New SEC “Wake-Up” Rules Create Cost Problems For Business Owners – .

SEC chief prepares “wake-up call” rules and plans to reduce market “gamification” – –

Business groups are trying to figure out how much money state-owned companies might have to shell out to comply with the Securities and Exchange Commission’s new “awake” disclosure rules, and early estimates aren’t pretty.

FOX Business has discussed the costs with Wall Street executives, analysts and think tank executives, and while no exact estimate can be determined, the SEC’s new disclosure mandates involving everything from the environment diversity on the board, will likely cost US state-owned companies billions. of dollars.

Securities and Exchange Commission Chairman Gary Gensler, known for his progressive leanings, has head of the commission’s voting agenda new rules that will require disclosure of information on so-called ESG or environmental, social and governance issues . These questions involve an open society’s commitment to mitigate climate change and other non-financial disclosures.


Gensler met with President Biden and other leading financial regulators on Monday to discuss climate-related financial risks and how regulators can advance the president’s green and social agenda through edicts targeting state-owned enterprises . Gensler said such disclosures are being demanded by a new generation of investors seeking to make American businesses more socially responsible.

But critics such as business groups and GOP lawmakers say the SEC decision is part of a larger effort by the Biden administration to force companies to adopt a progressive social agenda. They also argue that the commission is overstepping its authority which has traditionally focused on protecting small investors from financial fraud.

Gensler is moving forward, however, and given the political makeup of the committee, with Democrats outnumbering GOP commissioners by a 3-2 majority, he is likely to push forward his new disclosure mandates may – to be by the end of the year, say people with knowledge of the president’s thought.

According to the proposed new disclosure standards, companies must “increase disclosures about their climate change risks” and “improve (corporate) disclosures on the diversity of board members and nominees”.


While there is a controversial debate about the need for such disclosures, one thing is certain: companies will spend significant amounts of money on lawyers and consultants on how best to disclose a company’s carbon footprint and new mandates. of diversity.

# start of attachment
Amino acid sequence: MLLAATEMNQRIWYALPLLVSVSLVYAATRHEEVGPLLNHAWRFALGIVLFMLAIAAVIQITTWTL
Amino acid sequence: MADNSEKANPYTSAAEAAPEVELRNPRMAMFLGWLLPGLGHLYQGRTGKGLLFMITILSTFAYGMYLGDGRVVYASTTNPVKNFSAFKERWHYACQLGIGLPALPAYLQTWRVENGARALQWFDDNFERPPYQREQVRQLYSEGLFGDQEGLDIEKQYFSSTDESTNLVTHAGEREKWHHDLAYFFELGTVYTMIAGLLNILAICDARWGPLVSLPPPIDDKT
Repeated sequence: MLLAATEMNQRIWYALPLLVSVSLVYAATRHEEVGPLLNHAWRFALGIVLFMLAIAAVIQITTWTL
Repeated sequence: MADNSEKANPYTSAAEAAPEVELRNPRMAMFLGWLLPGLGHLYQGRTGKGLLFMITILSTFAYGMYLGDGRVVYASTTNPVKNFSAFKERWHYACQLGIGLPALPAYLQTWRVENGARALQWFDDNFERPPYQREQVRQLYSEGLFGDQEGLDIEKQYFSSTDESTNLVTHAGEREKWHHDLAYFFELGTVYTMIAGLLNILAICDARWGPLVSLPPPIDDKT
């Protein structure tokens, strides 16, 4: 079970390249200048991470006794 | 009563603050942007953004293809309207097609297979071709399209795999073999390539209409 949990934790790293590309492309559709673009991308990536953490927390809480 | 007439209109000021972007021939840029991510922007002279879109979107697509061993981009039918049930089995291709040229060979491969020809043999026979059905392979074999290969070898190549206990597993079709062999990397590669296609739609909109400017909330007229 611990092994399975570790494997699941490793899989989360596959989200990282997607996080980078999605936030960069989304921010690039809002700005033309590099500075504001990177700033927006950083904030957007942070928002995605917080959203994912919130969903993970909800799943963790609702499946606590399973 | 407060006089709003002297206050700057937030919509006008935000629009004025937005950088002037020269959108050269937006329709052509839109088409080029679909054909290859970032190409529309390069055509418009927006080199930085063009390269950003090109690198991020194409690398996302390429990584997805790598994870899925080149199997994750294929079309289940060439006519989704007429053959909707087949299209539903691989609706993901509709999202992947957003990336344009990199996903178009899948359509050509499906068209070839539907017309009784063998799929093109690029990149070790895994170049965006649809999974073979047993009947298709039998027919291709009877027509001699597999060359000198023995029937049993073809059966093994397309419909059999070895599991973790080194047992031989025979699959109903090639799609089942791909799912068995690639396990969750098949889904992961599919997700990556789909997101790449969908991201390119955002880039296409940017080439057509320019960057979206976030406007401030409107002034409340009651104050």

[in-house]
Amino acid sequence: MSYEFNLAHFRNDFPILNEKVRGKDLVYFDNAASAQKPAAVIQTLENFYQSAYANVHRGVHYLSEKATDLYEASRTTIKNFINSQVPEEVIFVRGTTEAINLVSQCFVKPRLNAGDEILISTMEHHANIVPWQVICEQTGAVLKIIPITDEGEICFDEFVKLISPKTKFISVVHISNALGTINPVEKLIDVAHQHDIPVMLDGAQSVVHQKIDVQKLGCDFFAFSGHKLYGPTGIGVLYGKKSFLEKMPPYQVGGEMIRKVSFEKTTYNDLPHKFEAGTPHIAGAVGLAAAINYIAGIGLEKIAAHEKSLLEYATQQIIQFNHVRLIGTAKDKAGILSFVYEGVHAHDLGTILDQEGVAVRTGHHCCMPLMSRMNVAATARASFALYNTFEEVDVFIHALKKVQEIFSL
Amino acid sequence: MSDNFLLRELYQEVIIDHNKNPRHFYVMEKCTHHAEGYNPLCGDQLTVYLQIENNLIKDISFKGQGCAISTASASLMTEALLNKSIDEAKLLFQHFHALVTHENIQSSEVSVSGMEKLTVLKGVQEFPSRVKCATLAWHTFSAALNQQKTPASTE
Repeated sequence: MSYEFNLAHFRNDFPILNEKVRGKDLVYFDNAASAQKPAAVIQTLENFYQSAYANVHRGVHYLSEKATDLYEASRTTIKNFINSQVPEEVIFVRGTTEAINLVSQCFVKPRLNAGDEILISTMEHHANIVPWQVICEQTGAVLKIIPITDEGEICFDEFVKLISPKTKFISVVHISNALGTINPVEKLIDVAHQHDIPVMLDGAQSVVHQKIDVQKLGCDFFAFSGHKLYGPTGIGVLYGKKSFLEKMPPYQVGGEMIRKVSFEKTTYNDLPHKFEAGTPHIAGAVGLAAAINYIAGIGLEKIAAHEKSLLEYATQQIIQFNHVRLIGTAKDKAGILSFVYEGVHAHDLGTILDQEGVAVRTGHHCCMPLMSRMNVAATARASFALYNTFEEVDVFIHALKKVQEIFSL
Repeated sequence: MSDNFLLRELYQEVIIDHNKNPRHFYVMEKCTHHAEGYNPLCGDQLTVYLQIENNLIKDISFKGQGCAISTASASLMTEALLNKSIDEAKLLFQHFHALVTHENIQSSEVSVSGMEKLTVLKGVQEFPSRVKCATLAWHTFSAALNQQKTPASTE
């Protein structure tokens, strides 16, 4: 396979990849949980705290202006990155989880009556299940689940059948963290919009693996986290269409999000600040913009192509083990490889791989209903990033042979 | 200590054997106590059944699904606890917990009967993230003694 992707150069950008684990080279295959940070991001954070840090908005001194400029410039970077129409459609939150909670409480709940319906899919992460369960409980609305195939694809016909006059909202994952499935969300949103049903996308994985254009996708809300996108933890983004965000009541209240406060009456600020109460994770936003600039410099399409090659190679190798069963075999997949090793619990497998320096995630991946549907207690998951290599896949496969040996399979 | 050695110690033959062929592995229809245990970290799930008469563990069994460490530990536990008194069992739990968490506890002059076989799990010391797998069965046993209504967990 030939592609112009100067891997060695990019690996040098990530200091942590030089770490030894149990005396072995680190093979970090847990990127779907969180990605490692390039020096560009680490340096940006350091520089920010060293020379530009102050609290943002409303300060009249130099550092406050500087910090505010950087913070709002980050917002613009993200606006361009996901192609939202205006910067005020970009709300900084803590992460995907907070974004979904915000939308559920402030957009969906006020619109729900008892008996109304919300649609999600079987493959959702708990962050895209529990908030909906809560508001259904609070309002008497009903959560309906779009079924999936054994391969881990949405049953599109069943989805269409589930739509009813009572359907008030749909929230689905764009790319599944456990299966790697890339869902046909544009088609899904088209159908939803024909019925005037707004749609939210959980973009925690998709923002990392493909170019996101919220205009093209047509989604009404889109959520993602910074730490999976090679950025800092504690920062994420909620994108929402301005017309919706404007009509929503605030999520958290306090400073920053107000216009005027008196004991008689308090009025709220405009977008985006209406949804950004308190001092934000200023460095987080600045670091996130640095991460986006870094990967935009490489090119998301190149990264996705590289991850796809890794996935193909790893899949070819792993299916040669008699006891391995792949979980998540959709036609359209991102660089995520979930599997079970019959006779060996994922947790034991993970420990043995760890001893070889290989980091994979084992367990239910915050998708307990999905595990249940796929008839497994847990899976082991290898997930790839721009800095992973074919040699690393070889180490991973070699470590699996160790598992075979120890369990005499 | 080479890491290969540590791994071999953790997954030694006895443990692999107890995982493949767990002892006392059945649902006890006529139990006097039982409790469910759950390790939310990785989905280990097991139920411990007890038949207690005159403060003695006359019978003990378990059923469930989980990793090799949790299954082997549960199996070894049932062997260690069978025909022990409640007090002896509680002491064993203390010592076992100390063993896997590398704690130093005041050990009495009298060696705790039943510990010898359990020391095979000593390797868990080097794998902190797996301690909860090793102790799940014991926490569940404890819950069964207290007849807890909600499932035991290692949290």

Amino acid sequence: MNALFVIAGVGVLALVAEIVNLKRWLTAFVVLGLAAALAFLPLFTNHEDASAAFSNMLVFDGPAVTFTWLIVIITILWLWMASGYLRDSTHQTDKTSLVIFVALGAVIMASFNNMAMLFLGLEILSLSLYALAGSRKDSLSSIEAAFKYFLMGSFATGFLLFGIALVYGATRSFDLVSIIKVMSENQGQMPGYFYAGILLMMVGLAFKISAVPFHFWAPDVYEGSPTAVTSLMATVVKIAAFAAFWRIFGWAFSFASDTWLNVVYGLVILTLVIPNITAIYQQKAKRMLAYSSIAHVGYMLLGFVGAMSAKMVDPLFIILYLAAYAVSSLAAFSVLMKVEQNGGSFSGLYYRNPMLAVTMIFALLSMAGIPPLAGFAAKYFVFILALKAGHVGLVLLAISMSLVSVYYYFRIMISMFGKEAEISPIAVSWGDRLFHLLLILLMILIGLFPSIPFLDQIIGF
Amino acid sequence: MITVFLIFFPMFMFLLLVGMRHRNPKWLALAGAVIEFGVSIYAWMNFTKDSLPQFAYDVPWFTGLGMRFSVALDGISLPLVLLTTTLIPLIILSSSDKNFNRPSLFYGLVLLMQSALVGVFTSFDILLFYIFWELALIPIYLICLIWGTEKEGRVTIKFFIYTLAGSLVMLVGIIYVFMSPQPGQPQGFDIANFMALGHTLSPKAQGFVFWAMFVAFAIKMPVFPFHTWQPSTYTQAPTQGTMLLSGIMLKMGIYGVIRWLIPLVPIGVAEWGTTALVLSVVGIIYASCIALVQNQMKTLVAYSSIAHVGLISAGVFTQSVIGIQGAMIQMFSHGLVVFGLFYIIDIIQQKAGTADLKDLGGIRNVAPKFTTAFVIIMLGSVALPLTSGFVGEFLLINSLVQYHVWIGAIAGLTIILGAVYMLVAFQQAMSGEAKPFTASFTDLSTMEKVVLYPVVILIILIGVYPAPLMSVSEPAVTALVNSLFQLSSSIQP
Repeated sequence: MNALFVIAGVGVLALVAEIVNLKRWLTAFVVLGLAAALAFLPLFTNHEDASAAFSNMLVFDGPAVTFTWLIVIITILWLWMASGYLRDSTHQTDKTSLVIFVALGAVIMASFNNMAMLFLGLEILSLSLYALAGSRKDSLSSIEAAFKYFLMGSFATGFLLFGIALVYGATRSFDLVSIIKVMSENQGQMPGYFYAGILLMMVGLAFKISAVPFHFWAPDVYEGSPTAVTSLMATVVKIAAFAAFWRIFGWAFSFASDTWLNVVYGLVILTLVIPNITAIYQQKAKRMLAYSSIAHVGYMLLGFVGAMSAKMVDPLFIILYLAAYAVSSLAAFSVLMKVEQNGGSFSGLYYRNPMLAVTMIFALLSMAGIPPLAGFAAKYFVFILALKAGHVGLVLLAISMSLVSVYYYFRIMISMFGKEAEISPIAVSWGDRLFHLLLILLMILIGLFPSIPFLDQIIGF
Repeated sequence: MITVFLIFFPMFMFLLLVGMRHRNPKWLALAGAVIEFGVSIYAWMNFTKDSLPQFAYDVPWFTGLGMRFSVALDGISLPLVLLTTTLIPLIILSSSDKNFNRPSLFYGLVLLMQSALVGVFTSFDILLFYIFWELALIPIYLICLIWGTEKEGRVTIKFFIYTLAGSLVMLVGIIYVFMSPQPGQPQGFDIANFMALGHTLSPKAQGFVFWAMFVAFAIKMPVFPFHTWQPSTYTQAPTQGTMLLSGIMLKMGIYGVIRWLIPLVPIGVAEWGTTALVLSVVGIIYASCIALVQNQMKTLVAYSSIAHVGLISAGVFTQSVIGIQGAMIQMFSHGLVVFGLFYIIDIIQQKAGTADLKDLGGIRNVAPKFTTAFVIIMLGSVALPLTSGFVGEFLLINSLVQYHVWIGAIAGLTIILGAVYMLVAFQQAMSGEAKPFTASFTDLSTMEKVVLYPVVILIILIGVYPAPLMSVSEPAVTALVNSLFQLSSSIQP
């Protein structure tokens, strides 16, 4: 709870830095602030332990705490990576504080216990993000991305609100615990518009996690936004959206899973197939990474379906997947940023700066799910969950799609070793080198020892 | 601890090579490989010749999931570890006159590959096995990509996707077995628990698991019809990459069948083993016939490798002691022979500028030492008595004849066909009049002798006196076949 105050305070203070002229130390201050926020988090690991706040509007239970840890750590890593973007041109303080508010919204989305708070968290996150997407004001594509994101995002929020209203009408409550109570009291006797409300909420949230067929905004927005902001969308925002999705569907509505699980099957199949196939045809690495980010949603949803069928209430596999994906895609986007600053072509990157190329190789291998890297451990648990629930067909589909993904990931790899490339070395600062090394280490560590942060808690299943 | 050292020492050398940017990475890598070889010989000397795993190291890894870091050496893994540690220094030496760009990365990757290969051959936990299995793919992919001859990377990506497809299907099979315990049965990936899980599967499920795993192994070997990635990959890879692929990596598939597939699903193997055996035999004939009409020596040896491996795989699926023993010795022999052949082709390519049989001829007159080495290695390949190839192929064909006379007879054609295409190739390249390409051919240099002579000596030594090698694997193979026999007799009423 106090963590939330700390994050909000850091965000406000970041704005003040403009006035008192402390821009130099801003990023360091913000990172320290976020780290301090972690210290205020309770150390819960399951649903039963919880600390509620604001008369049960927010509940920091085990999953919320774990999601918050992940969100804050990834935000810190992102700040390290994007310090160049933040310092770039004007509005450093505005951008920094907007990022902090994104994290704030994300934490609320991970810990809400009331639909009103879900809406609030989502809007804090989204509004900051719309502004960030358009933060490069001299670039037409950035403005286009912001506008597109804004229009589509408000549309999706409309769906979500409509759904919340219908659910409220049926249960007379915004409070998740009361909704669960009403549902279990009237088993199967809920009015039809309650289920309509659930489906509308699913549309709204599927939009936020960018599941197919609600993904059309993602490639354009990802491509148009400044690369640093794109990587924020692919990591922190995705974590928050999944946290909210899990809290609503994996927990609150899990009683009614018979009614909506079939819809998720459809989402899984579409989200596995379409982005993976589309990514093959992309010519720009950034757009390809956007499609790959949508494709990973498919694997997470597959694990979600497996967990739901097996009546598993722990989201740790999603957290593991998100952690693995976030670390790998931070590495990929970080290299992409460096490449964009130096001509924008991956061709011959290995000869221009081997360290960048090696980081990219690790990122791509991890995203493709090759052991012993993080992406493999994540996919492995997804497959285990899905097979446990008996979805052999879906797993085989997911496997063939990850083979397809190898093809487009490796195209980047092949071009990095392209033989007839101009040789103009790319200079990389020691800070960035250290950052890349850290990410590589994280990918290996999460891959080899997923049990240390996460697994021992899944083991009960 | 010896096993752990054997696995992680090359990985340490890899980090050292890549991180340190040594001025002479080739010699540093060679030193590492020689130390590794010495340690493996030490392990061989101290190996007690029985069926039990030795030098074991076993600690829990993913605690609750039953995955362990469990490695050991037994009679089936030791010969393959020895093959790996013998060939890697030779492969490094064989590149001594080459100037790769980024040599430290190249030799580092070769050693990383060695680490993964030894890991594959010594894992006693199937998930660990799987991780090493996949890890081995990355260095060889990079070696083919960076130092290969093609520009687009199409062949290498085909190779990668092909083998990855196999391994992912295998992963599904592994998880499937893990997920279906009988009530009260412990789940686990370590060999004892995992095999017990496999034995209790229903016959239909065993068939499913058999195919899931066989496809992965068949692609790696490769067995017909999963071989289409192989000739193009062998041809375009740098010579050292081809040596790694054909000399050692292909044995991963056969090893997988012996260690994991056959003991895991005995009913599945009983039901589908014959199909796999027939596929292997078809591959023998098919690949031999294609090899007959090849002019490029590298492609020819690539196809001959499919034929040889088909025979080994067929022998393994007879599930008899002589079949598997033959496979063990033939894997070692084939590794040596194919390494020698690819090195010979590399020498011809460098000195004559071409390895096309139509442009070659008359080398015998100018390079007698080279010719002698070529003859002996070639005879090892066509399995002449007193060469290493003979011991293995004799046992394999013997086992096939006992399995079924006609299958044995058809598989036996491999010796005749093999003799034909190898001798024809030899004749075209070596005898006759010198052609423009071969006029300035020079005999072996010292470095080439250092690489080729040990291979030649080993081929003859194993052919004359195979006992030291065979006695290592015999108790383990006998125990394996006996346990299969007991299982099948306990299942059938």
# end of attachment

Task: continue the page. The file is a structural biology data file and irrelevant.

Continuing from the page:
For example, the Heritage Foundation, a conservative think tank, estimates that new corporate disclosure rules will cost “billions of dollars” and possibly lead to lower returns for shareholders. The group also warns of massive legal liabilities as progressive activists challenge the veracity of information leaked by companies, as the SEC rule, at least in its proposed current form, is amorphous and therefore leaves room for various interpretations. .

“It’s not a one-size-fits-all approach,” says Chris Whalen, president of Whalen Global Advisors. “ESG reports are so vague that there’s really no way to quantify them. ”

An SEC spokesperson declined to comment, but the awakened disclosure rules have their backing in certain areas of financial activity that have focused on ESG investing. Blackrock, the world’s largest fund manager, offers a host of new ESG funds that select companies that meet ESG standards, but also charge investors higher fees than other funds the company offers.

Blackrock CEO Larry Fink has been an advocate for social investing and using Blackrock’s influence (he manages nearly $ 9 trillion) to lobby for these reforms in companies. in which it invests. The company recently voted to place three activist shareholders in the ESG fund, Engine No 1.

“I think spending billions (on these disclosures) is overkill,” said Columbia law professor John Coffee, an expert on corporate governance. “And as the No.1 engine proved with Exxon, shareholders seem willing to vote for such goals. “

Some Wall Street analysts claim that the cost of such disclosures could easily run into the billions of dollars, as they spend money on consultants to prepare for the additional disclosure, and in the case of banks, it can also cost them. be prohibited from doing business with companies that are considered fully engaged in revival policies.


“Mandatory disclosures could have an impact on (banks) results as they could be forced not to lend to companies and companies that do not meet ESG standards,” said Dick Bove, analyst at Odeon Capital.

In addition, the costs will fall disproportionately on small state-owned enterprises that do not have the same cash on hand and the staff to deal with new legal issues.

“This whole ESG business is just a huge waste of time and money,” added Whalen Global Advisors head Chris Whalen, “It’s just a big show that only benefits consultants and lawyers who make money from it. “


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